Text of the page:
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12 May 2021

Exploring the depths of Inverewe’s underwater garden

Written by Jacky Brookes
The shoreline of Loch Ewe around Inverewe Garden. Snow-capped mountains can be seen in the distance. Seaweed covers the rocks on the shoreline in the foreground.
Inverewe Garden, a tropical oasis nestling on the shores of Loch Ewe, has a remarkable underwater world. Photograph: Adrian Hollister
The sea around Inverewe is a special place for marine wildlife and nationally important seabed habitats. An exhibition in the Summerhouse gives visitors the chance to find out more about the amazing marine wildlife around Inverewe – above, on and below the sea.

When you explore Inverewe Garden you’re never far from the sea! The wonderful diversity of exotic plant life growing at Inverewe depends upon its geographical location. The west coast of Scotland is subject to oceanic currents that bring water all the way from the tropics to our shores. The severity (and frequency) of freezing days is much less at Inverewe than further inland. However, the Inverewe coastline – the sheltered bays, boulder-filled beaches and rocky headlands – can be exposed to the full force of the Atlantic Ocean during northerly gales.

Created in the 19th century amid a barren wilderness on this remote peninsula, where the effects of the Gulf Stream meet the Highlands, Inverewe Garden nestles on the shores of Loch Ewe. To celebrate Scotland’s Year of Coasts and Waters, we’re highlighting our amazing marine life with a new exhibition, Inverewe’s Underwater Garden, on display in the summerhouse adjacent to Inverewe House.

Loch Ewe is a north-facing sea loch, made famous as a ‘convoy base’ during the Second World War, and was designated part of the Wester Ross Marine Protected Area (MPA) in 2014. The MPA aims to protect and recover nationally important seabed habitats, including the maerl beds (a type of seaweed) which are found close to Inverewe Garden. Many local people supported the designation, recognising the need to restore fish populations that depend upon healthy seabeds. Some types of fishing (for example, scallop dredgers) can damage fragile seabed habitats such as maerl but these are no longer allowed to operate in Loch Ewe. Instead, scallops are harvested by hand by divers, and creel fishermen are able to fish for prawns, crabs and lobsters.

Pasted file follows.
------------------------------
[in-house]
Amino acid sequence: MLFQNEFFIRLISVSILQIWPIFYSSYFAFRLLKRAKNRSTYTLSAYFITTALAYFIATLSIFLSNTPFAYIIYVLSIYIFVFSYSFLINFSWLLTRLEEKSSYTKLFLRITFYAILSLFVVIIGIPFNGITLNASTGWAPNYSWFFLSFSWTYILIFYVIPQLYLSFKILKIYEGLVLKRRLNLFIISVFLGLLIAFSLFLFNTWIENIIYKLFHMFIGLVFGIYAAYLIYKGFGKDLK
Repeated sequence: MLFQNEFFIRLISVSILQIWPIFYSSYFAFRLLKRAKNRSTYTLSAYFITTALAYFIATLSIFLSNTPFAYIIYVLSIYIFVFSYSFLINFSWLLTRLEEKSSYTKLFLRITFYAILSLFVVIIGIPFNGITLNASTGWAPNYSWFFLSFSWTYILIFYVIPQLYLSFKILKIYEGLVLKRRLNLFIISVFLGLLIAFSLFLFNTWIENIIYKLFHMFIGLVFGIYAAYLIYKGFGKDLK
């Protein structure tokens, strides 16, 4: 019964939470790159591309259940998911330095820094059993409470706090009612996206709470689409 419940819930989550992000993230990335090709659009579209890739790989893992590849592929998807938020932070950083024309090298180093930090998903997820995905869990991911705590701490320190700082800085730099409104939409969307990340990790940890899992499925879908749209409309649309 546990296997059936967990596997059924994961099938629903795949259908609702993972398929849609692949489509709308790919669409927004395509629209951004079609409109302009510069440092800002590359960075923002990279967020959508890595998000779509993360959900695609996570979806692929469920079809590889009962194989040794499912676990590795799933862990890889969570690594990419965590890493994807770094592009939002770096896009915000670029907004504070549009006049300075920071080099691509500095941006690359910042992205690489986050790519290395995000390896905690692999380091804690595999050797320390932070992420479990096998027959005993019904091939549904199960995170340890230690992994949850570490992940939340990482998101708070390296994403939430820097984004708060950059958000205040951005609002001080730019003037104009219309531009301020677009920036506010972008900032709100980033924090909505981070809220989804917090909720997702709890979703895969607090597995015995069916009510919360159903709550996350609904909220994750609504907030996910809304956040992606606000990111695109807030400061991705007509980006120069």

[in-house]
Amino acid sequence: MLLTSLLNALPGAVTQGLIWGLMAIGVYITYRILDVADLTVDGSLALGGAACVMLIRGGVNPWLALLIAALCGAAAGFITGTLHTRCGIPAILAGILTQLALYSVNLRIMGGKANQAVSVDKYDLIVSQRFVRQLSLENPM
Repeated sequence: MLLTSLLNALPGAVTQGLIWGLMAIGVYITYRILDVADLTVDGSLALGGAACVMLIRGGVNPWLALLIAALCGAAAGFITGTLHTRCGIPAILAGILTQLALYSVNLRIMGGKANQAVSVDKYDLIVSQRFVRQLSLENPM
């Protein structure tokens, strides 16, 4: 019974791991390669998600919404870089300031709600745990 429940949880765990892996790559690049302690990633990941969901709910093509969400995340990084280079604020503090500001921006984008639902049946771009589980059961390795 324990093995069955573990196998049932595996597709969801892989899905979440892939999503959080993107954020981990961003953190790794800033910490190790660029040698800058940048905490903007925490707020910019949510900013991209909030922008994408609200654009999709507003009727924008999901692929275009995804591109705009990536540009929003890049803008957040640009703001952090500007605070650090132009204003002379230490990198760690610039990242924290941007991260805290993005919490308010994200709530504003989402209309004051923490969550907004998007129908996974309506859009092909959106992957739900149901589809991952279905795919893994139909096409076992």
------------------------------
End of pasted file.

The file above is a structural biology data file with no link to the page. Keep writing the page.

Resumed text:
A panoramic view of a sea loch, with woodland shores in the foreground. Rocky, treeless crags can be seen across the loch.
A panoramic view of Loch Ewe

For over 100 years the soils at Inverewe have been fertilised with seaweed. Every winter huge piles of seaweed are stranded along the shore, which can be seen just below the walled garden. It’s hard to imagine a be­tter-situated fruit and vegetable garden than one where there’s such a reliable supply of fertiliser only a few metres away! Seaweed contains all the major nutrients and micronutrients required by plants and makes a wonderful feed for growing produce.

Seaweed is a type of algae, and it requires sunlight and clear nutrient-rich seawater to grow best. Some of the more common kinds found around the shores of Inverewe are:

  • Wrack – Several different species of wrack can be found growing from rocks or seashells between the tides. Many of the wracks have air bladders, which enable them to float up from the seabed to catch the sunlight as the tide comes in.